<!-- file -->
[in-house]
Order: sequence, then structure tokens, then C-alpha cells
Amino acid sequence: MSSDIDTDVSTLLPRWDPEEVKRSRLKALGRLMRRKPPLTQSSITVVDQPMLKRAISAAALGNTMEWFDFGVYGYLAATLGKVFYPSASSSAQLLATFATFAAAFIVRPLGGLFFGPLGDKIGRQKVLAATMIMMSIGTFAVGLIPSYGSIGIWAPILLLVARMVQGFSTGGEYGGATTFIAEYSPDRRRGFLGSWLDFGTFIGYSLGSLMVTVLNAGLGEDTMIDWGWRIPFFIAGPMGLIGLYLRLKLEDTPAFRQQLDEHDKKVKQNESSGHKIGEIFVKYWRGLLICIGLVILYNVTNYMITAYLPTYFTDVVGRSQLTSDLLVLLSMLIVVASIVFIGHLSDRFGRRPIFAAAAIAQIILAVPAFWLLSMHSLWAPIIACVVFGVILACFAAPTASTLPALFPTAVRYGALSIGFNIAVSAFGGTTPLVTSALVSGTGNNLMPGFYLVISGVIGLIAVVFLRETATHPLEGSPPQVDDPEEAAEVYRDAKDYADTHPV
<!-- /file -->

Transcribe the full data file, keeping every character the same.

[in-house]
Order: sequence, then structure tokens, then C-alpha cells
Amino acid sequence: MSSDIDTDVSTLLPRWDPEEVKRSRLKALGRLMRRKPPLTQSSITVVDQPMLKRAISAAALGNTMEWFDFGVYGYLAATLGKVFYPSASSSAQLLATFATFAAAFIVRPLGGLFFGPLGDKIGRQKVLAATMIMMSIGTFAVGLIPSYGSIGIWAPILLLVARMVQGFSTGGEYGGATTFIAEYSPDRRRGFLGSWLDFGTFIGYSLGSLMVTVLNAGLGEDTMIDWGWRIPFFIAGPMGLIGLYLRLKLEDTPAFRQQLDEHDKKVKQNESSGHKIGEIFVKYWRGLLICIGLVILYNVTNYMITAYLPTYFTDVVGRSQLTSDLLVLLSMLIVVASIVFIGHLSDRFGRRPIFAAAAIAQIILAVPAFWLLSMHSLWAPIIACVVFGVILACFAAPTASTLPALFPTAVRYGALSIGFNIAVSAFGGTTPLVTSALVSGTGNNLMPGFYLVISGVIGLIAVVFLRETATHPLEGSPPQVDDPEEAAEVYRDAKDYADTHPV